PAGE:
Burn: An Energy Journal "Hunting for Oil, Risks, and Rewards"

Sun, 04/22/2012 - 9:00pm

Pictured: Alex Chadwick

This Earth Day special coincides with the two-year anniversary of the April 20 Deepwater Horizon oil spill, the worst in U.S. History.

AM 1370 continues the series BURN: An Energy Journal, which explores our energy future through the intimate stories of visionaries of research, maverick inventors, industry insiders, and concerned citizens. This month's episode, Hunting for Oil, Risks, and Rewards, airs Sunday, April 22 at 9 p.m. on AM 1370/FM-HD 91.5-2.Alex Chadwick hosts.

What became of all the oil from the Deepwater Horizon oil spill? And what’s the future of offshore drilling? Segments will include a profile of the work of social scientist Dr. Steven Picou from the University of South Alabama who has been listening to the human stories of those hardest hit in the aftermath of the Deepwater Horizon oil spill: fisherman and charter boat captains and business owners. Picou first developed what he calls "peer listening training" after the Exxon Valdez oil spill in Alaska, only to see a similar fate befall his own Gulf Coast home. And Alex Chadwick will tell the story of a very rich oil field that lay overlooked for decades in central Utah, and was then essentially given away by Chevron. It has produced about a billion dollars of high-grade oil since its discovery eight years ago.


Gulf Oil Spill -- Burn: An Energy Journal

TO: Alex Chadwick, et. al.,

RE: Burn: An Energy Journal

Thank you for addressing this absolutely critical family of issues! I have mixed feelings about the first episode, which I have now heard twice. My concerns are that the listener is left without any sense that there's a problem, or anything that should compel them to do anything. We are left with the feeling that:

1. Everything's OK
2. Next time, just do nothing
3. Go ahead and eat Gulf seafood
4. More big oil discoveries are coming any day now... and our hero's, the brave and hard-working little guys are going to save us
5. Even if we don't find enough oil, some new technology will save us. Don't worry, and don't do anything -- other people (and they're really crafty and smart, really!) are working on it, and they will solve the problem.
6. In fact, the most worrisome part for me is that THE PROBLEM(S) are never defined, and never addressed.

The enormity of these issues: When we toss Climate Change, Peak Oil, and Overpopulation into the same big bowl, we get a really nasty salad that no one wants to taste, and very few want to even try to address. I hope you can stay on the task, and get to the bottom of this in future broadcasts. So far, you've only scratched the very surface, and the essential oil of the matter lies much deeper than that.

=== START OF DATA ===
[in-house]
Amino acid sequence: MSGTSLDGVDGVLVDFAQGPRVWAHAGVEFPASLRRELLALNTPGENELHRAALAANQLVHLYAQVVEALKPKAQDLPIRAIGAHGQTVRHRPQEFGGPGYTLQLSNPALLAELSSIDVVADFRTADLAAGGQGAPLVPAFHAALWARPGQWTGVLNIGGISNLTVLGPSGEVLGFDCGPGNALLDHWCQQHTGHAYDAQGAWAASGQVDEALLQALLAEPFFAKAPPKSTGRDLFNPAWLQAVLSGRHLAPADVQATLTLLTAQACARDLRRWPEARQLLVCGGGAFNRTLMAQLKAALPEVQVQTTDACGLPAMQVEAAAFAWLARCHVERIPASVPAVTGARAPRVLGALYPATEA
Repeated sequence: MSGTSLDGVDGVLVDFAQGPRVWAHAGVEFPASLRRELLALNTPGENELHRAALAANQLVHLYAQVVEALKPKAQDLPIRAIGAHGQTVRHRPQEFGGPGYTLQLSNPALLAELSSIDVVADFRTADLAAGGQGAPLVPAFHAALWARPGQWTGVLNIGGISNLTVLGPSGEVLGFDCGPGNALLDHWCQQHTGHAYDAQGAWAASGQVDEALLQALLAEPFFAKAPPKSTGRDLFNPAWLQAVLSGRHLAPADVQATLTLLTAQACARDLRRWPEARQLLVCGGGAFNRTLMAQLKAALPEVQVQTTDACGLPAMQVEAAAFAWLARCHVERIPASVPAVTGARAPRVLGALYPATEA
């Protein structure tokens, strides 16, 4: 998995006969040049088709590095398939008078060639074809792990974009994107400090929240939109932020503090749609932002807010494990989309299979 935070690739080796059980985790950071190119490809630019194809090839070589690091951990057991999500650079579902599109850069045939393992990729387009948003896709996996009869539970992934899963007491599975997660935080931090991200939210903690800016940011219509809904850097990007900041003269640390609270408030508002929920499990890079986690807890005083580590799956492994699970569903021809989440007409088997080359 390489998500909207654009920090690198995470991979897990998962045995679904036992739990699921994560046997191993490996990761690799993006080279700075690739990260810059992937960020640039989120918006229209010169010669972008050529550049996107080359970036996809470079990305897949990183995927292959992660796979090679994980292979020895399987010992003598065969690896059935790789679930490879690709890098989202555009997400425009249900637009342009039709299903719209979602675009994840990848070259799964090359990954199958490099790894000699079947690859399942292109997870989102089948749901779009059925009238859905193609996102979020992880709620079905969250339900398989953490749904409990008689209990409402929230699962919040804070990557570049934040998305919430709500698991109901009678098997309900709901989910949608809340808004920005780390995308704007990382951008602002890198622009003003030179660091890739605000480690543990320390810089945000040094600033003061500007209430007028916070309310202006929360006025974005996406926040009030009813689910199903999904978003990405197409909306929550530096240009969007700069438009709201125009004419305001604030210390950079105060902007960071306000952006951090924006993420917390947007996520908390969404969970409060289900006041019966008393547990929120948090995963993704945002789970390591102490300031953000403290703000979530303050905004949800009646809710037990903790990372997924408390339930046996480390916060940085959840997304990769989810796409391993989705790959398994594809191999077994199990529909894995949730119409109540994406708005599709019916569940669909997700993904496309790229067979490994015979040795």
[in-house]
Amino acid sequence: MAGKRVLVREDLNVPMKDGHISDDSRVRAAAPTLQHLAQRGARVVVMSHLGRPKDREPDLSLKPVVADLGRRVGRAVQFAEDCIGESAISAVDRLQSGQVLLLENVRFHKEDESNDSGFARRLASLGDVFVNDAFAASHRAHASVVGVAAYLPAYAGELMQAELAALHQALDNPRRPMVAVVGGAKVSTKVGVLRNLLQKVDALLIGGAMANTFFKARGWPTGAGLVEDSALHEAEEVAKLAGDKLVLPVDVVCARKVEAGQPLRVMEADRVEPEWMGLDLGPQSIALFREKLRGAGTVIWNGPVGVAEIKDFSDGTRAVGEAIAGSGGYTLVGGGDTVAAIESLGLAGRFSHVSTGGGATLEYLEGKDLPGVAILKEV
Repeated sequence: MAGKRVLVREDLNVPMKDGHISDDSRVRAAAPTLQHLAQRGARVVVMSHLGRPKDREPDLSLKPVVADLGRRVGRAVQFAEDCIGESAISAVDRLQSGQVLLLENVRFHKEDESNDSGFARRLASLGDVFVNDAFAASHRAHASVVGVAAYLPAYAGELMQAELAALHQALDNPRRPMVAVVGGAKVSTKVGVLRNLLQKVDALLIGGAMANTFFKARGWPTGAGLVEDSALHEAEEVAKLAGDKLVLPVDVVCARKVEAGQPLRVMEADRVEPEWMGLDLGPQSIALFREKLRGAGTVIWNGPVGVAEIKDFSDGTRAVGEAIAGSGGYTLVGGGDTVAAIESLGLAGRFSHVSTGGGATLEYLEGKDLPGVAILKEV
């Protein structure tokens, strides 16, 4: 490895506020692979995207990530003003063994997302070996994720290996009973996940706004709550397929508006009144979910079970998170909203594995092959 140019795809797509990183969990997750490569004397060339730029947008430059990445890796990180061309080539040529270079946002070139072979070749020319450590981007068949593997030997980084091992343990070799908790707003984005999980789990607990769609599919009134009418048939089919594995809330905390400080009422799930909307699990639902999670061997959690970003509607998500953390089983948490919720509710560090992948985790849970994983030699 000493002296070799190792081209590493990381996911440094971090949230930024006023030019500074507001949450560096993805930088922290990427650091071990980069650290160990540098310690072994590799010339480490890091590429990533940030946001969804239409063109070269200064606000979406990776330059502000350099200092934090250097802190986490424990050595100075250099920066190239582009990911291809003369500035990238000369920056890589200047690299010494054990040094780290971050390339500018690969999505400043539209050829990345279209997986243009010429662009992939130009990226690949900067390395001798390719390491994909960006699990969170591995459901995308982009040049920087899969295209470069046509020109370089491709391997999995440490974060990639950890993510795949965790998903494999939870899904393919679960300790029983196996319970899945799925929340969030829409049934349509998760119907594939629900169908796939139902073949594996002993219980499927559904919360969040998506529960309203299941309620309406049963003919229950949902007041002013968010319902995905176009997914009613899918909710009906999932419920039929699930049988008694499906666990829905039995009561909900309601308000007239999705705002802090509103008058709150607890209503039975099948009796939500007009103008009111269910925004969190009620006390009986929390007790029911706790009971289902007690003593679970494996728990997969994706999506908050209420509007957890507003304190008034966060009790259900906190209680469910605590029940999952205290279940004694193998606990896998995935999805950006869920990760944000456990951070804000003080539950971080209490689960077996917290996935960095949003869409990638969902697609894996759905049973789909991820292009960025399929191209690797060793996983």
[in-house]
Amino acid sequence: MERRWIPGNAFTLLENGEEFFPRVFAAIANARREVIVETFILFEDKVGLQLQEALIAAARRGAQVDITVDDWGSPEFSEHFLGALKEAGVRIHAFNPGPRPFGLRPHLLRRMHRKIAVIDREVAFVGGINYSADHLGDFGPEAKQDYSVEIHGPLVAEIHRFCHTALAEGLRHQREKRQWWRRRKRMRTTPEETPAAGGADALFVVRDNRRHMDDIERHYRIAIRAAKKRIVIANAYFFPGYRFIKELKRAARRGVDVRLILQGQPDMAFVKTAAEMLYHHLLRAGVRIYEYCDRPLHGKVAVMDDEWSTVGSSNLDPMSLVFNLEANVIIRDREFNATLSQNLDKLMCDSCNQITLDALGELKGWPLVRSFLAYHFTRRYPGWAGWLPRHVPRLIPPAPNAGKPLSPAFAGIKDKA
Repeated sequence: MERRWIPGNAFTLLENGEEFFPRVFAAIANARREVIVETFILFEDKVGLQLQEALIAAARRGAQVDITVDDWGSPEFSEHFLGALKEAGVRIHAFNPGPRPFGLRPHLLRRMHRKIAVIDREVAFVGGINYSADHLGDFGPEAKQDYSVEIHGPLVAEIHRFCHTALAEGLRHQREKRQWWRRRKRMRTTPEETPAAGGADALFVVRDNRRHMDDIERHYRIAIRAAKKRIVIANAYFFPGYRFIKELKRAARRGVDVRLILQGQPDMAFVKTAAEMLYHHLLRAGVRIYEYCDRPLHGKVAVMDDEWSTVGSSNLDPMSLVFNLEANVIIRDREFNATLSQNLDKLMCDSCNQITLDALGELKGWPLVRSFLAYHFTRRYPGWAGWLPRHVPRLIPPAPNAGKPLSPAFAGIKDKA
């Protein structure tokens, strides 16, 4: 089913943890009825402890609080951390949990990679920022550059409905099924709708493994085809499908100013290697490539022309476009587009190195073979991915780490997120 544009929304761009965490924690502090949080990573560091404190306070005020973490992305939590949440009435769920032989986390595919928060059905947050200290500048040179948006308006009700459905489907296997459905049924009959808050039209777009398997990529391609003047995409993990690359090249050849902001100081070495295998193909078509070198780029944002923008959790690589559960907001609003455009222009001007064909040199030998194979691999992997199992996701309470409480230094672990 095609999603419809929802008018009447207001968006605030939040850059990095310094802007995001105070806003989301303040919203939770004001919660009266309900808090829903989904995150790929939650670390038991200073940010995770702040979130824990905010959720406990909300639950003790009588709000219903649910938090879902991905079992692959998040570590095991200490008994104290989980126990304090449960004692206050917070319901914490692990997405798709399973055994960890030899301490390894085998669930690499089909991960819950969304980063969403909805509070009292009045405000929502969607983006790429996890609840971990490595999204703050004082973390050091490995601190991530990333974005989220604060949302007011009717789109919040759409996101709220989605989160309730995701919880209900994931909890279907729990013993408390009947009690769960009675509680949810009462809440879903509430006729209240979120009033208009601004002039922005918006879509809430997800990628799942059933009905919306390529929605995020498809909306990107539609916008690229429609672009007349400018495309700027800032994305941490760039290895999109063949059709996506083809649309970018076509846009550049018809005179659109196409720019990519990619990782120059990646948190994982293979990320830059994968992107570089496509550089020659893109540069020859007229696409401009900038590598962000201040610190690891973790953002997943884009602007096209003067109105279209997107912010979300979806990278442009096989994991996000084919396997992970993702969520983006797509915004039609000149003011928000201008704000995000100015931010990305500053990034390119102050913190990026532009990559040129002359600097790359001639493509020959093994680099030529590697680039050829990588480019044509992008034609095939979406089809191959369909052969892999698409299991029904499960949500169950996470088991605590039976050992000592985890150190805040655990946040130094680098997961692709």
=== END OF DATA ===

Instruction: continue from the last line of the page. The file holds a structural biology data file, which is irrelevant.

Here are a few more specific comments:

While I believe it is effective to have a non-scientist narrate and ask the questions -- to appeal to all the non-science listeners -- I also believe a number of important questions were either not asked, or were edited out. From a science point of view it was very poor investigative journalism. Comforting, calming, perhaps mind-numbing, but this falls WAY short on the investigative journalism scale.

Regarding the Gulf oil spill, listeners are left with the impression that all the anxiety, worry, and risk taken in the aftermath was just a warm blanket, and that we really need not worry at all. A few animals were killed, but in the end, all is well, really, no problem. The best thing to do is -- nothing.

There were no questions asked (or at least reported) on a wide range of related topics, including those about all those lighter, more toxic elements that just "disappeared" through evaporation -- what became of those? How about all the surfactants and emulsifiers dumped into the Gulf to break up the oil into smaller droplets -- what are the effect of all those chemicals dumped into the water? When the algae and bacteria are feeding on all that lovely food we injected into their environment, what are the effects of such a bloom? In fresh water we get such blooms when nutrients (often in the form of farm manure runoff) get into lakes, and the enormous bloom of microbes depleted the water of oxygen, and kills off many other species, producing fish kills, and a dead zone that can take months or years to recover. We are left with the feeling that all we did was open the doors to a wonderful bounty, a marine feast, and that all we have to do is sit pretty, and do nothing. Really? I think there are a LOT of other questions here.

Then we are told to go ahead and eat lots of seafood and shellfish from the Gulf, as there seems to be no problem or risk...except the one professor who found evidence of toxic effects in crabs, but that was not explored much at all. Sure would have been nice to explore that controversy in a bit more depth.

Then we hear all about the great news of a large discovery of oil. We are left imagining that the next big discovery could be right around the corner, and as long as those tough little wildcats are out there drilling enough holes, we have nothing to worry about -- there's no coming energy crisis coming, and we can go ahead and buy that gas-guzzling Hummer and keep driving our long commutes to work and play -- no need to insulate our homes and businesses, or change our lifestyles in any way -- everything's fine.